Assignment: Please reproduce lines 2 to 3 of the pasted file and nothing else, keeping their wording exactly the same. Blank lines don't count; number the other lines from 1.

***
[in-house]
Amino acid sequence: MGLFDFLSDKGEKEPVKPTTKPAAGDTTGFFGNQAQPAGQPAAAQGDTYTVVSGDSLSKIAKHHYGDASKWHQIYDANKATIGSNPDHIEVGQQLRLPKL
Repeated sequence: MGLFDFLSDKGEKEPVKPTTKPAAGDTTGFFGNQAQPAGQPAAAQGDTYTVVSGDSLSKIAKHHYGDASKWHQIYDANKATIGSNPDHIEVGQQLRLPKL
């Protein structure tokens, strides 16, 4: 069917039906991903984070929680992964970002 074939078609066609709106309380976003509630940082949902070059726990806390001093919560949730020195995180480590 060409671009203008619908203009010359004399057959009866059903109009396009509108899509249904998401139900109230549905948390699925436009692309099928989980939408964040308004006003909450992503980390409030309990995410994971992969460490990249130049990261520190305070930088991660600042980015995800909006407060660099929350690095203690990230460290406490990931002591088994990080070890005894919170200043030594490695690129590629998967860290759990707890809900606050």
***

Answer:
Amino acid sequence: MGLFDFLSDKGEKEPVKPTTKPAAGDTTGFFGNQAQPAGQPAAAQGDTYTVVSGDSLSKIAKHHYGDASKWHQIYDANKATIGSNPDHIEVGQQLRLPKL
Repeated sequence: MGLFDFLSDKGEKEPVKPTTKPAAGDTTGFFGNQAQPAGQPAAAQGDTYTVVSGDSLSKIAKHHYGDASKWHQIYDANKATIGSNPDHIEVGQQLRLPKL